• Look at examples of good practice and agree how this can be used to improve safeguarding practice.

Questions assisting effective SCRs

There are numerous questions which can be asked which can help make a SCR more effective.

What happened? Overview of the case to establish the facts

What could have been done to prevent abuse and/or neglect? What actions could have been taken to stop the abuse from happening?

Is there typicality in the contextual factors and the responses of agencies? Are there similar challenges, or difficulties within agencies that could have contributed to the abuse and/or neglect?

What changes to the way in which agencies operate could help to prevent abuse/neglect? Identifying actions that could improve child safeguarding procedures to reduce the risk of harm to children and young people.

Have agencies changed their practices as a result of this learning? What changes in organisations have been made to support improvement in adult safeguarding practice?

Local body: Local Adult Safeguarding Partnership (LASP)

Local Adult Safeguarding Partnerships (LASP) are the lead local agencies and are responsible for adult protection in their local areas. They develop community-based prevention plans, which increase awareness of adult safeguarding in each of their local areas. These plants are based on guidance provided by the Northern Ireland Adult Safeguarding Partnership (NIASP).

Each Local Adult Safeguarding Partnership takes responsibility for carrying out its own review procedures to investigate serious and untoward incidents. These are reported to the NIASP to then decide if anSCR is required.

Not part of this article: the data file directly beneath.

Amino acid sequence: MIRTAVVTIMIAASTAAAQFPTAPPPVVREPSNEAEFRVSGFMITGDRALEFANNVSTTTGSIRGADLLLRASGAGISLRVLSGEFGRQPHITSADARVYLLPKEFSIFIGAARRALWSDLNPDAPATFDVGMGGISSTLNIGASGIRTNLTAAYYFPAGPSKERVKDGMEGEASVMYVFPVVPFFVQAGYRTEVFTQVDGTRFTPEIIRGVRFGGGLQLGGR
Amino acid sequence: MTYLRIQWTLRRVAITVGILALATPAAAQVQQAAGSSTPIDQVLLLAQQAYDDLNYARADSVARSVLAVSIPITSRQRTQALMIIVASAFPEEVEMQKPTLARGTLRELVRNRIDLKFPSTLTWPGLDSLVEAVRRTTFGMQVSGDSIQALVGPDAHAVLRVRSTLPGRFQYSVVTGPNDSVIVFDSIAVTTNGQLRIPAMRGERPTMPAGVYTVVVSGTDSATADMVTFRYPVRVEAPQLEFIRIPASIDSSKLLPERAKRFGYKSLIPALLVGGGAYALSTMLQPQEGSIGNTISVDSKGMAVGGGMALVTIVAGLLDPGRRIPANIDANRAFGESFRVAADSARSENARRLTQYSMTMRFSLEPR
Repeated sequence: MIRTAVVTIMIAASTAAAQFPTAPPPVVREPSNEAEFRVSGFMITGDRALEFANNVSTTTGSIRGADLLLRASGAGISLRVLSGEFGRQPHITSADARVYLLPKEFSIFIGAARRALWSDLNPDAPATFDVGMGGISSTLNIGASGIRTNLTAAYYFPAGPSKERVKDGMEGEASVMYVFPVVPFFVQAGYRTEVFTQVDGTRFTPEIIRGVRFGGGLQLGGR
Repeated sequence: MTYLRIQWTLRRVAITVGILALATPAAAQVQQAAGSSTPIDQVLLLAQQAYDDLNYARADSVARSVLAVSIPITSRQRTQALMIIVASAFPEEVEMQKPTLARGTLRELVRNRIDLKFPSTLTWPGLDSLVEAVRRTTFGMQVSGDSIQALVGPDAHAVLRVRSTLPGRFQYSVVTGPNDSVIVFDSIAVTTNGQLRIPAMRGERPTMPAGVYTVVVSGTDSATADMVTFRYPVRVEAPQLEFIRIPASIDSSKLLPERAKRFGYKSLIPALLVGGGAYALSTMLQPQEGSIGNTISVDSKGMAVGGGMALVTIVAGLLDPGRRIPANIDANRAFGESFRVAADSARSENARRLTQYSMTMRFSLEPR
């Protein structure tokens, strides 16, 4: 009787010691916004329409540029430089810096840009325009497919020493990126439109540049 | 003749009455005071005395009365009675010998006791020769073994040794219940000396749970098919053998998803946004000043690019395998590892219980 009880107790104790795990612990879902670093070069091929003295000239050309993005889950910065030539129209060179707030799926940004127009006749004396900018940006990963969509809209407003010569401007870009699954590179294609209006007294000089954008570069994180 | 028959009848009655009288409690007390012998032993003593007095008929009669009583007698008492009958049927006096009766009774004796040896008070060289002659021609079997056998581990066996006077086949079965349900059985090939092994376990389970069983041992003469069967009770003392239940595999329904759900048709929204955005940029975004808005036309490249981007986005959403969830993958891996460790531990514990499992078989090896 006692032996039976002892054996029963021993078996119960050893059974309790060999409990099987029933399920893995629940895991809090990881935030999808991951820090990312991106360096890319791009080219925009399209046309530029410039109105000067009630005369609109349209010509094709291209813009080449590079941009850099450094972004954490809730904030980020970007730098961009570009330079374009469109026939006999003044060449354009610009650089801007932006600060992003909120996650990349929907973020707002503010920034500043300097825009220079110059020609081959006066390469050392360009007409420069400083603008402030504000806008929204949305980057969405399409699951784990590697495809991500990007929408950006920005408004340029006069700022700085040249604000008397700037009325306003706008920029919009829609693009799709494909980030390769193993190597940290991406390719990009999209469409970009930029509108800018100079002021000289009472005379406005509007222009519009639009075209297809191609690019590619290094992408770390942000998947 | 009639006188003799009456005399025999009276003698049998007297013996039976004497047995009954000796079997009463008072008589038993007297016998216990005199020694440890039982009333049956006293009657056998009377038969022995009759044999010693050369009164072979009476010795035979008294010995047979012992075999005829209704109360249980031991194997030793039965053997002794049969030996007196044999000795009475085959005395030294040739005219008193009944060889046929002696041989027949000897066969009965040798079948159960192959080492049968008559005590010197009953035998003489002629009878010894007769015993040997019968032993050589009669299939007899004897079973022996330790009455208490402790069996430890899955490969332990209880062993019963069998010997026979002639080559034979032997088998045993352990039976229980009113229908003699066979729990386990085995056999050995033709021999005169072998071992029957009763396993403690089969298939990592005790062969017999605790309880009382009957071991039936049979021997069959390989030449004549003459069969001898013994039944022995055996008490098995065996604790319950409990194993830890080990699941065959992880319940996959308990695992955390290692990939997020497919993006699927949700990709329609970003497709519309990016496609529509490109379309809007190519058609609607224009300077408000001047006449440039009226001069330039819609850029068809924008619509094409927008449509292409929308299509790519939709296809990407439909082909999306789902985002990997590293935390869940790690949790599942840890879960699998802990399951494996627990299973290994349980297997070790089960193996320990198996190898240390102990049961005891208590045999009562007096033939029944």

LASPs exist in Health and Social Care Trust areas and aim to support the six Health and Social Care Trusts across Northern Ireland: Belfast HSC Trust, South Eastern HSC Trust, Wester HSC Trust, Southern HSC Trust, Northern HSC Trust and the Northern Ireland Ambulance Service.

Each Health and Social Care Trust, with the support and input of the LASP, develops itsown Adult Safeguarding Operational Procedures.

Regional body: Northern Ireland Adult Safeguarding Partnership (NIASP)

 NIASP is a multi-agency, multi-disciplinary partnership. It brings together representatives from a range of statutory, community and voluntary organisations, which have a significant contribution to make to the safeguarding of vulnerable adults.

The NIASP has many different functions including:

  • Developing safeguarding strategy, guidance and operational policies; monitors trends, and evaluates the effectiveness of LASPs.
  • Seeking to support continuous improvement in preventative and early intervention services, as well as conduct Serious Case Reviews (SCR) when necessary and report findings to the Department for Health (DfH).
  • Working to build effective links between the NUASP and Multi-Agency Risk Assessment Conferences (MARAC); Public Protection Arrangements in Northern Ireland; the United Kingdom Human Trafficking Centre and the United Kingdom Border Agency.
  • Producing annual reports which provide updates on progress towards the Strategic Safeguarding Plan and annual Safeguarding Work Plans.

For further guidance on regional and local safeguarding partnerships, select the link: Regional and local safeguarding partnerships guidance.

Previous Safeguarding Adults Reviews and learning

Lessons learned from previous high-profile SCRs have contributed to the current safeguarding practice and policies that Northern Ireland is currently working towards.

The following SCRs were high profile, receiving national attention and can be considered key cornerstones to the improvements and development of adult safeguarding practice in England.

Select each name for more information.

Winterbourne View

Orchid View

Steven Hoskin

The following case is specific to Northern Ireland. It is an independent review into safeguarding ordered by the DfH. Independent reviews can be ordered where there are national lessons to be learned to improve safeguarding practice nationally. Select the title for more information.

Dunmurray Manor Care Home